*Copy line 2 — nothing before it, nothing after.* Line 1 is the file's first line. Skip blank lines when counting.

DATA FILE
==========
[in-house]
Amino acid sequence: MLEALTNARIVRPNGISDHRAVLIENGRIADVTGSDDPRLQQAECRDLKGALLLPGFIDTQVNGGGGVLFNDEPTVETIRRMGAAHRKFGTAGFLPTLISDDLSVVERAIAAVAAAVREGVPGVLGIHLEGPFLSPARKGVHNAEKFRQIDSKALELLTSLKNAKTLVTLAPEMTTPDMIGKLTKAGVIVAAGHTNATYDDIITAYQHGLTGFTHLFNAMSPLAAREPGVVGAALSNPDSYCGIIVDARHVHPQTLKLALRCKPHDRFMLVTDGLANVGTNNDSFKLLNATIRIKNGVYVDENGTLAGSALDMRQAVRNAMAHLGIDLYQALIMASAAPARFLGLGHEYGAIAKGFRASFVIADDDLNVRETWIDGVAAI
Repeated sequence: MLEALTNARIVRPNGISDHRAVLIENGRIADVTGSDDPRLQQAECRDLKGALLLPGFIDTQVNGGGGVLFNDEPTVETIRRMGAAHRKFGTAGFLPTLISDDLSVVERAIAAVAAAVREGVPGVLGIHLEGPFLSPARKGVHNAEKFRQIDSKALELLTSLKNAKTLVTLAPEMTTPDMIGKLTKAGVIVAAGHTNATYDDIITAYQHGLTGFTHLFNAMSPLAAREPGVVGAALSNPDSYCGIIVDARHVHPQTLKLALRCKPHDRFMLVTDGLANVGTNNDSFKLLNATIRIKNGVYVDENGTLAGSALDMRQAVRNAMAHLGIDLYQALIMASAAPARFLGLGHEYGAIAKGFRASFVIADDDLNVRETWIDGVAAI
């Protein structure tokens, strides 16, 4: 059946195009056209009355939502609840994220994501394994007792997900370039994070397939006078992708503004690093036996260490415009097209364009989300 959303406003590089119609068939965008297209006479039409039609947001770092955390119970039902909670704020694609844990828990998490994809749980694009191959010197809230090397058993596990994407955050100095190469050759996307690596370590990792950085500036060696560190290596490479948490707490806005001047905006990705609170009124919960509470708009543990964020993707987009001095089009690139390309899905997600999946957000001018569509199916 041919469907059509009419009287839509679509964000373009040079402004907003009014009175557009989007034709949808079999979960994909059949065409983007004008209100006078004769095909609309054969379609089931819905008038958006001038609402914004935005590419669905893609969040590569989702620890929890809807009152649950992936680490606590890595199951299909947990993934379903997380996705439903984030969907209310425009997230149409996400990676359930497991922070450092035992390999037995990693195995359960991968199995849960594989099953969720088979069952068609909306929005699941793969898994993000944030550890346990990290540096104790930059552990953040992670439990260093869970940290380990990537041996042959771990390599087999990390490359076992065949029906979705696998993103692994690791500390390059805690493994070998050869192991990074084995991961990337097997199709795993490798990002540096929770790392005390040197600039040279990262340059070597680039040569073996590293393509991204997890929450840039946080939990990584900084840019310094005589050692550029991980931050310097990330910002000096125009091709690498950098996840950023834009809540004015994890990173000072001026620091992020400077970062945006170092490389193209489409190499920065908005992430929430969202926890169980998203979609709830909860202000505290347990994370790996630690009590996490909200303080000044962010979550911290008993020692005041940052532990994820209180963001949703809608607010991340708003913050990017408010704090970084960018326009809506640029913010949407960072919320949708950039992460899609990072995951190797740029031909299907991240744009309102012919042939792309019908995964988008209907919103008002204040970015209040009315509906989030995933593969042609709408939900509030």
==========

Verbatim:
Amino acid sequence: MLEALTNARIVRPNGISDHRAVLIENGRIADVTGSDDPRLQQAECRDLKGALLLPGFIDTQVNGGGGVLFNDEPTVETIRRMGAAHRKFGTAGFLPTLISDDLSVVERAIAAVAAAVREGVPGVLGIHLEGPFLSPARKGVHNAEKFRQIDSKALELLTSLKNAKTLVTLAPEMTTPDMIGKLTKAGVIVAAGHTNATYDDIITAYQHGLTGFTHLFNAMSPLAAREPGVVGAALSNPDSYCGIIVDARHVHPQTLKLALRCKPHDRFMLVTDGLANVGTNNDSFKLLNATIRIKNGVYVDENGTLAGSALDMRQAVRNAMAHLGIDLYQALIMASAAPARFLGLGHEYGAIAKGFRASFVIADDDLNVRETWIDGVAAI